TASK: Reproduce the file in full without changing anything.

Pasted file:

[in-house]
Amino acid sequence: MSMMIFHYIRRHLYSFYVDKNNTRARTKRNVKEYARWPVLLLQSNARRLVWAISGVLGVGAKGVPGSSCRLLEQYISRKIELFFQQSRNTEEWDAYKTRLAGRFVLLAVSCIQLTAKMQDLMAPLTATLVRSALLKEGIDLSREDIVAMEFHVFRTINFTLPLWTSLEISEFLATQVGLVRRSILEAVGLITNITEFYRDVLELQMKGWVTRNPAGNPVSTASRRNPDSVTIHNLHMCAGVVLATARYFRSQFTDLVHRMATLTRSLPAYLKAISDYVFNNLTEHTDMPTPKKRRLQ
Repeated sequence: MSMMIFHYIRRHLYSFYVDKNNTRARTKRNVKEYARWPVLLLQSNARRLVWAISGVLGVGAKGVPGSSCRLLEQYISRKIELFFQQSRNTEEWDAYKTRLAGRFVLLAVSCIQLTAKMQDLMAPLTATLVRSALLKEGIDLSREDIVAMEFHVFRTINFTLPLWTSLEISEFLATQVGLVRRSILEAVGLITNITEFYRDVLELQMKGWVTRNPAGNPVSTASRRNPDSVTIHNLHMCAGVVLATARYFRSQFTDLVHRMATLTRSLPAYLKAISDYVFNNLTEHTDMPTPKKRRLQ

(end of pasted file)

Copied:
[in-house]
Amino acid sequence: MSMMIFHYIRRHLYSFYVDKNNTRARTKRNVKEYARWPVLLLQSNARRLVWAISGVLGVGAKGVPGSSCRLLEQYISRKIELFFQQSRNTEEWDAYKTRLAGRFVLLAVSCIQLTAKMQDLMAPLTATLVRSALLKEGIDLSREDIVAMEFHVFRTINFTLPLWTSLEISEFLATQVGLVRRSILEAVGLITNITEFYRDVLELQMKGWVTRNPAGNPVSTASRRNPDSVTIHNLHMCAGVVLATARYFRSQFTDLVHRMATLTRSLPAYLKAISDYVFNNLTEHTDMPTPKKRRLQ
Repeated sequence: MSMMIFHYIRRHLYSFYVDKNNTRARTKRNVKEYARWPVLLLQSNARRLVWAISGVLGVGAKGVPGSSCRLLEQYISRKIELFFQQSRNTEEWDAYKTRLAGRFVLLAVSCIQLTAKMQDLMAPLTATLVRSALLKEGIDLSREDIVAMEFHVFRTINFTLPLWTSLEISEFLATQVGLVRRSILEAVGLITNITEFYRDVLELQMKGWVTRNPAGNPVSTASRRNPDSVTIHNLHMCAGVVLATARYFRSQFTDLVHRMATLTRSLPAYLKAISDYVFNNLTEHTDMPTPKKRRLQ